Oh, Slate: where the writing is endlessly contrarian, in extents ranging from the hysterically absurd to the spot-on to the shamelessly loony. Which is why Slate editor Jack Shafer’s defense of mortal Sarah Palin press enemy, Joe McGinniss – who has employed every tactic of what Shafer refers to as “journalistic assholery” under the sun to get his stories – doesn’t come as much of a surprise. That doesn’t make it any less wonderful.
If you don’t remember McGinniss, he was the one who bid $60,101 to get into a charity dinner with Sarah Palin (his bid was rejected). He recently rented the house next door to Palin (who has now accused him of snooping on her daughters). In closing, Shafer notes that he can’t imagine McGinniss’ new locale is going to turn up “much beyond atmosphere” for McGinniss’ upcoming book on Palin (besides, of course, great publicity). But this is the closer, and it is quite wonderful, and details the insanity some journalists will go through in order to get the truth, for better or for worse:
…There’s a long journalistic tradition of wearing sources and subjects down until they surrender … of knocking on the door of a grieving family to ask them, “How do you feel?” … of feigning friendliness to gain access … of crossing police lines in a brisk manner that implies a right to be there … of charming sources’ families, friends, or colleagues in order to get closer to them … of frequenting a subject’s favorite bar, place of worship, and subway stop until he cracks.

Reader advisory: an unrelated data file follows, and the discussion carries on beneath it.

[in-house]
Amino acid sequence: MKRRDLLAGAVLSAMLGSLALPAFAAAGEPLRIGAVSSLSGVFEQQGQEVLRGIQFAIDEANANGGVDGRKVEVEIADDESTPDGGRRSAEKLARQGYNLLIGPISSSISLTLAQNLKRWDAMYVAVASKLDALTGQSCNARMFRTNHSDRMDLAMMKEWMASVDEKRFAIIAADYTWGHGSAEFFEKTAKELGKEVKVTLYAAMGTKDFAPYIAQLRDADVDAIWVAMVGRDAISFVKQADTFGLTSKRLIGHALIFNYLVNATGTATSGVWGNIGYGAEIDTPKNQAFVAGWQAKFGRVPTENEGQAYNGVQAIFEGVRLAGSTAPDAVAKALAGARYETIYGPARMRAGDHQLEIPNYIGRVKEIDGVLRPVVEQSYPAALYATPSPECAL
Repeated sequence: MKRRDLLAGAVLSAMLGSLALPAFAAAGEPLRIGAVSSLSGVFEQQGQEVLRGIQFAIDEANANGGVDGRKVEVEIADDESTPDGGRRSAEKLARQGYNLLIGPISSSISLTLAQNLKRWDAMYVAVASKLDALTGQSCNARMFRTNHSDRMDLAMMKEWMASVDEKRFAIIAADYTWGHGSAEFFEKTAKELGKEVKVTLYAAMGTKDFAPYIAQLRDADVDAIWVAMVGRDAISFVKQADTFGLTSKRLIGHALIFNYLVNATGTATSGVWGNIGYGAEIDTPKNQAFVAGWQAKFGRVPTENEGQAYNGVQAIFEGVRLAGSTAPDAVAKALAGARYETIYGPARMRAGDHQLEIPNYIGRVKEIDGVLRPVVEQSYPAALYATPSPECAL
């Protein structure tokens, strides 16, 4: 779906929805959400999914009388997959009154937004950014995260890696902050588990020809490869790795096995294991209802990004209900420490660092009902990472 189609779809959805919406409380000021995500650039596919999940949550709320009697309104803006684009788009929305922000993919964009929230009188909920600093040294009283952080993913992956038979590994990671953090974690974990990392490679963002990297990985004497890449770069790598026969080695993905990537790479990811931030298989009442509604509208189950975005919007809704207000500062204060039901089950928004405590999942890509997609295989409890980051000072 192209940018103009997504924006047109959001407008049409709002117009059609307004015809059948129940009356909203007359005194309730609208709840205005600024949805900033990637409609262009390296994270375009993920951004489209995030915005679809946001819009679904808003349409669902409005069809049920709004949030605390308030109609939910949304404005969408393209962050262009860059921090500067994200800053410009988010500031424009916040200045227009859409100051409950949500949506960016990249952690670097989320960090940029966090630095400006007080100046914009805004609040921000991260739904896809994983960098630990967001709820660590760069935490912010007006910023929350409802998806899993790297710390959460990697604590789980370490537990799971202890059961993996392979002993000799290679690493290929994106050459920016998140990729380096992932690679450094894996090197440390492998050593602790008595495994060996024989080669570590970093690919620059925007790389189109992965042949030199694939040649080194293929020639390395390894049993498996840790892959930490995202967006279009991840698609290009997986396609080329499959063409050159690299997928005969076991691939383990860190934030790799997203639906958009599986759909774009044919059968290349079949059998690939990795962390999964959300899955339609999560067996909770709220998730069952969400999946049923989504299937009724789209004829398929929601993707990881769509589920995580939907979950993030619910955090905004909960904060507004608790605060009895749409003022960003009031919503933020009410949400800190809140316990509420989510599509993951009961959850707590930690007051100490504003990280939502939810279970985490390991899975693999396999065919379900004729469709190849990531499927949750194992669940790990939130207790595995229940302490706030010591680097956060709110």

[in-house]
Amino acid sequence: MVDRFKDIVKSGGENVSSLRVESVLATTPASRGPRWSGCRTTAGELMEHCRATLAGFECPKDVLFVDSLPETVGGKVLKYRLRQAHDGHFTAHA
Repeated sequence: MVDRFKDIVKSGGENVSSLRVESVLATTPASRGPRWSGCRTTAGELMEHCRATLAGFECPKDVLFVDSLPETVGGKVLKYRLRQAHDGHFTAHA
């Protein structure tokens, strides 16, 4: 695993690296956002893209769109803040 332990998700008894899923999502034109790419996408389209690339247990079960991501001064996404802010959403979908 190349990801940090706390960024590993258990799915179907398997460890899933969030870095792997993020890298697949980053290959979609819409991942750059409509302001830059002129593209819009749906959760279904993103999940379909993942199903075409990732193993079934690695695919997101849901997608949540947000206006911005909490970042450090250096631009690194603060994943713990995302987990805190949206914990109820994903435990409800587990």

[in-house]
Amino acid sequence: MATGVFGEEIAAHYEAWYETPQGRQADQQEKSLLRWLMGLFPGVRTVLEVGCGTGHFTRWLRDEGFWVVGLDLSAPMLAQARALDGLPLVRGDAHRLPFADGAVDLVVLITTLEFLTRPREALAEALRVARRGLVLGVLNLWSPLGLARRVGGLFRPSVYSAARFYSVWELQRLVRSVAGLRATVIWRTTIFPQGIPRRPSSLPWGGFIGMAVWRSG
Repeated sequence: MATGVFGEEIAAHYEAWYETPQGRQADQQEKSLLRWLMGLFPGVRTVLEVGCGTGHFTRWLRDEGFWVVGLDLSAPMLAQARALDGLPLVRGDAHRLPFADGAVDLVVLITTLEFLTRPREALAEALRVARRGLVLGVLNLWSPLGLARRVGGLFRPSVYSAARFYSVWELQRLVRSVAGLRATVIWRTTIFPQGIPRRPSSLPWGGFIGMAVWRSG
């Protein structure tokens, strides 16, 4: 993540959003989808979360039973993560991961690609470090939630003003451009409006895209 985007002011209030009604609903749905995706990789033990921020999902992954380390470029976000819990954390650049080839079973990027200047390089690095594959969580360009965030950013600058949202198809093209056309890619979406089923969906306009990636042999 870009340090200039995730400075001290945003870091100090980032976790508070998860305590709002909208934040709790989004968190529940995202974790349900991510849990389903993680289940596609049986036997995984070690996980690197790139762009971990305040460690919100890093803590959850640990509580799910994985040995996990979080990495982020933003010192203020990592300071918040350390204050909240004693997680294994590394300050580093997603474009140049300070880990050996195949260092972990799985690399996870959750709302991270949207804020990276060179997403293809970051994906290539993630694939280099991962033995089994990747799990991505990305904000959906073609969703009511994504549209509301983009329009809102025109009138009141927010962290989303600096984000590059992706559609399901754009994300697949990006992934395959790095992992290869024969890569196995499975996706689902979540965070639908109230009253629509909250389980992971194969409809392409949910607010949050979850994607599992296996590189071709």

Shafer’s not wrong, and of course, there’s a line (there always is). Question, though: Will consumers ever not pick up a piece of news to take in based on the methods a reporter took to get it to them? Historically, no. Then again, consumers never had the information on how those stories came to them like they do now. Think of torture methods: We want the information to protect our government, but at what cost? The public wants the truth, but are they willing to create uglier truths in order to get what they desired in the first place?
In a casual estimation: Yeah, probably.